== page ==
"There is no life in the void, only death," says Sauron to Frodo immediately after a terrifying "I see you," when Frodo puts on the One Ring at the Prancing Pony in Lord of the Rings: The Fellowship of the Ring. Now, I am aware this scene might never have been a part of the book, but I would like opinions on why Peter Jackson thought Sauron might say this to Frodo.

The eye of Sauron sees you

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    Sauron is telling Frodo: "I'm going to make Middle Earth great again. Believe me, it's gonna be huge. I've had tremendous success with my Orc armies . . ."
    – RobertF
    Commented Oct 20, 2016 at 13:20
  • 5
    he's already built a wall...
    – NKCampbell
    Commented Oct 20, 2016 at 14:54
  • He's padding his debate response, like any good politician. "There is no life in the void. Only death. Like, really, really dead. Not only merely dead..."
    – Ber
    Commented Nov 5, 2016 at 5:49
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    @RobertF "Take one look at that elf chick and tell me I'd want to rule over her... please. Believe me, there's far more attractive races I'd want to rule over, know what I mean? You've got these Southrons overrunning the Shire, and the hills are just teeming with goblins. And the Dwarves! Those guys are so crafty! When I'm ruler of Middle-Earth, I'm going to make such great deals with the Dwarves... we're gonna take all of their Mithril! Gondor is corrupt... and that marble courtyard is so ugly. I'll replace it with solid brass... Pelennor will be a world-class golf resort!"
    – Ber
    Commented Nov 5, 2016 at 6:07
  • A prudent New Line Sauron wouldn't say it, even if New Line Sauron saw it. If New Line Sauron had any sense he'd have exploited the knowledge he has, that his opponents don't know he has, rather than show off by giving away the store.
    – Lesser son
    Commented Mar 27, 2022 at 23:19

3 Answers 3


Possible related to the lies that Morgoth told Men. He perverted the "Gift of Men" to be the "Doom of Men".

Death is their fate, the gift of Ilúvatar, which as Time wears even the Powers shall envy. But Melkor has cast his shadow upon it, and confounded it with darkness, and brought forth evil out of good, and fear out of hope. Yet of old the Valar declared to the Elves in Valinor that Men shall join in the Second Music of the Ainur; whereas Ilúvatar has not revealed what he purposes for the Elves after the World’s end, and Melkor has not discovered it.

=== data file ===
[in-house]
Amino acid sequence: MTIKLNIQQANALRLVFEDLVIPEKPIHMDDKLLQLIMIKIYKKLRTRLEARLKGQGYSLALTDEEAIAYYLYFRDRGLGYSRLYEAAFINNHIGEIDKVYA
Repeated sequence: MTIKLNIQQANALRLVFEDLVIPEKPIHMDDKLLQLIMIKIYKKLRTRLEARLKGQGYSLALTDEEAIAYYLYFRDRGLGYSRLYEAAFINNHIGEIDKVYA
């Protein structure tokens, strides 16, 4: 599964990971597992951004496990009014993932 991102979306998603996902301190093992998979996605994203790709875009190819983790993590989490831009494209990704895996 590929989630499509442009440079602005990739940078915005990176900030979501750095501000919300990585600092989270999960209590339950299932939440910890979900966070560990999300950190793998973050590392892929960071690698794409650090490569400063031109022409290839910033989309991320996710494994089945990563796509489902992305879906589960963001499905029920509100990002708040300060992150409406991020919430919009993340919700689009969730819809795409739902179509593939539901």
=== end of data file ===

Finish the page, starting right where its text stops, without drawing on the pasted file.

Sauron carried this on and convinced the men of Númenor to invade the Undying Lands and take immortality from the Valar.

And he said: ‘The Valar have possessed themselves of the land where there is no death; and they lie to you concerning it, hiding it as best they may, because of their avarice, and their fear lest the Kings of Men should wrest from them the deathless realm and rule the world in their stead. And though, doubtless, the gift of life unending is not for all, but only for such as are worthy, being men of might and pride and great lineage, yet against all justice is it done that this gift, which is his due, should be withheld from the King of Kings, Ar-Pharazôn, mightiest of the sons of Earth, to whom Manwë alone can be compared, if even he. But great kings do not brook denials, and take what is their due.’

  • 3
    As stated, the "void" is also different from death. While trying to cheat death is a lie he cast on the Nùmenôriens for their doom, it is unrelated with the movie's sentence. More likely he wanted to frighten Frodo, by meaning "Careful with that Ring, if you stay invisible too long , you'll end up a wraith yourself. And they aren't really living, you know...". Well, that's my bet, for what it's worth.
    – Tjafaas
    Commented Oct 20, 2016 at 17:23
  • @Tjafaas I know the void is different from death. That's why I think he says it - Morgoth and Sauron lied to Men and said death was the end, when they didn't know what happened to Men after death as that's a secret Eru has kept to himself
    – user46509
    Commented Oct 20, 2016 at 17:25
  • So is Sauron just reflecting on his own fate and doom as foretold in the Ainurindale? Is there any specific reason Sauron is saying this to Frodo?
    – Valandil
    Commented Oct 21, 2016 at 19:10
  • @Default_User I think he's trying to tell him he will die in vain. As death leads to the void.
    – user46509
    Commented Oct 21, 2016 at 19:10
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    sigh Tolkien Sauron seems to be so much more articulate than movie Sauron...
    – Ber
    Commented Nov 5, 2016 at 5:54

He is telling Frodo that the reason he can see Frodo clearly is because Frodo is alive and has stepped into the void when he wears the ring..in this space, normally there is no life, which means Frodo stands out against the backdrop of death."I see you. You stand out in this place bc you yet live."


He (Sauron) is in this position, where he isn't living or dead - he is in a void. He is trying to explain to Frodo that the ring causes that to happen and that he should just give it to Sauron instead of ruining his own life.

This deems him as a good person, in some way, quite a complex character, I might add.

  • 5
    Hi, welcome to SF&F. Do you have any evidence for this, or is it just your own thought? Please read How to Answer.
    – DavidW
    Commented Apr 17, 2019 at 19:30

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